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This is quite a general question... apologies if it is too general; I'm just wondering if anyone has any useful tips or advice.

As part my final year university project I've made an algebriac/combinatorial conjecture (I won't say exactly what as I'm not asking for homework help) about something that looks like it might be true... but I also wouldn't be entirely surprised if it was false. I'd like to disprove or prove it, so I've split my time between trying very hard on paper to come up with a proof, while simultaneously computationally searching for counterexamples (the search space is quite large and awkward).

On both fronts I seem to be going nowhere... I haven't identified a single counterexample yet (I have lots that do satisfy the conjecture though), but equally a proof always seems to be just out of reach (there always seems to be one logical step in the way).

Basically this is the first time I've really had to do my "own" maths, so to speak, so I don't really have enough experience or gut instinct to know inuitively whether this is worth pursuing. I fear it's very possible that one of

  1. the counterexample is computationally out of reach;
  2. the proof is beyond my mathematical abilities; or
  3. one them is actually within my reach and I'm about to give up prematurely.

So I'm wondering if people with more experience might be able to share any strategies they use when they find themselves in this situation. Are there indicators/tell-tale-signs I should be looking for to help decide what's more likely to be the case? And does anyone have any advice on how "urn the problem around and start looking at in a different light?

Many thanks.

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    $\begingroup$ Well, not in general, no. If there were a reliable test for when a conjecture was true or not, life would be a lot simpler than it is. Of course, in specific cases it may be possible to say more, but you haven't really given us any information about the problem. $\endgroup$
    – lulu
    Jan 4, 2022 at 15:40
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    $\begingroup$ One thing that sometimes sheds light: try to prove (or disprove) the thing heuristically. That is, make whatever broad assumptions you need to make in order to proceed. Assume, say, that various quantities are as uniformly distributed as they can be. (Again, I have no idea if this is relevant to your particular problem or not). To be sure, this is unlikely to resolve the problem completely, but it might illuminate the issues. $\endgroup$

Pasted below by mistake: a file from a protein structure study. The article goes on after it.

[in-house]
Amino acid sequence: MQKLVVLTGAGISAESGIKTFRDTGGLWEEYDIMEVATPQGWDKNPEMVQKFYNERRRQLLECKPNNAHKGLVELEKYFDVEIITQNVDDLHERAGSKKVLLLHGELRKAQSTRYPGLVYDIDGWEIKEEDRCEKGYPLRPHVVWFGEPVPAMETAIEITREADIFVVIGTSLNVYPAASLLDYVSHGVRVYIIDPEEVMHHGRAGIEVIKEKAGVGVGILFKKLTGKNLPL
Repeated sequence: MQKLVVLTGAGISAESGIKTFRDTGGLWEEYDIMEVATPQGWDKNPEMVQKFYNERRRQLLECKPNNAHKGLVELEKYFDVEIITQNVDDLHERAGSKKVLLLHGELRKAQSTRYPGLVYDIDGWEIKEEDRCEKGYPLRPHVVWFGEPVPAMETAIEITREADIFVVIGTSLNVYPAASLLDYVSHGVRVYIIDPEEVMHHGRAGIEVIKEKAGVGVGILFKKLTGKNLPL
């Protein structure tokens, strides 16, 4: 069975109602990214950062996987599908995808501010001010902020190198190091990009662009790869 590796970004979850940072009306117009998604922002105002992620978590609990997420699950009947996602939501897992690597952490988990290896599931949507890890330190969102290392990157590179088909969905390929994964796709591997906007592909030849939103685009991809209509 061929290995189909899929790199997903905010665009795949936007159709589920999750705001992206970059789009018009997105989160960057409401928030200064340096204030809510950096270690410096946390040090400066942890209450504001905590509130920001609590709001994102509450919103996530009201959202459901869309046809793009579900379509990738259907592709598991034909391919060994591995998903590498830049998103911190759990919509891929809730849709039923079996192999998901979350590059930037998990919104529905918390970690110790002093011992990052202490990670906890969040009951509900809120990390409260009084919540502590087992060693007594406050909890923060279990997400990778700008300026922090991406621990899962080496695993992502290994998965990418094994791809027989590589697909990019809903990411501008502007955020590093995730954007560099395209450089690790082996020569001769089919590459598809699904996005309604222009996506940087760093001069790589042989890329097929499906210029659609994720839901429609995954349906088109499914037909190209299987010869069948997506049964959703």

– lulu
    Jan 4, 2022 at 15:48
  • $\begingroup$ Related. $\endgroup$
    – J.G.
    Jan 4, 2022 at 16:00
  • $\begingroup$ Unfortunately , when dealing with a new not yet examined problem , you can never be sure whether you have overlooked a relatively simple solution, or whether the problem is extremely difficult or even impossible to solve. There are many very easy seeming open conjectures in number theory , in particular concerning prime numbers. $\endgroup$
    – Peter
    Jan 4, 2022 at 17:46
  • $\begingroup$ Does this answer your question? Maximum amount of time to solve a problem and persistence $\endgroup$ Oct 9, 2023 at 2:04

1 Answer 1

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Congratulations. You're learning how real mathematical research works.

You alternate between believing and doubting. When you are stuck on one you suspect the other and switch modes.

Over time you sense how to choose problems that are goldilocks for you: hard enough to be interesting, not so hard as to be impossible. But it takes time to develop that intuition.

One suggestion for now: talk to people - fellow students, faculty you know. Sometimes explaining your conjecture to a new listener will trigger an insight. Perhaps try explaining to your rubber duck. Or ask about a fragment of your puzzle here on stackexchange.

Finally: you might be able to write an excellent final year project in which you present evidence showing that your conjecture is interesting and difficult.

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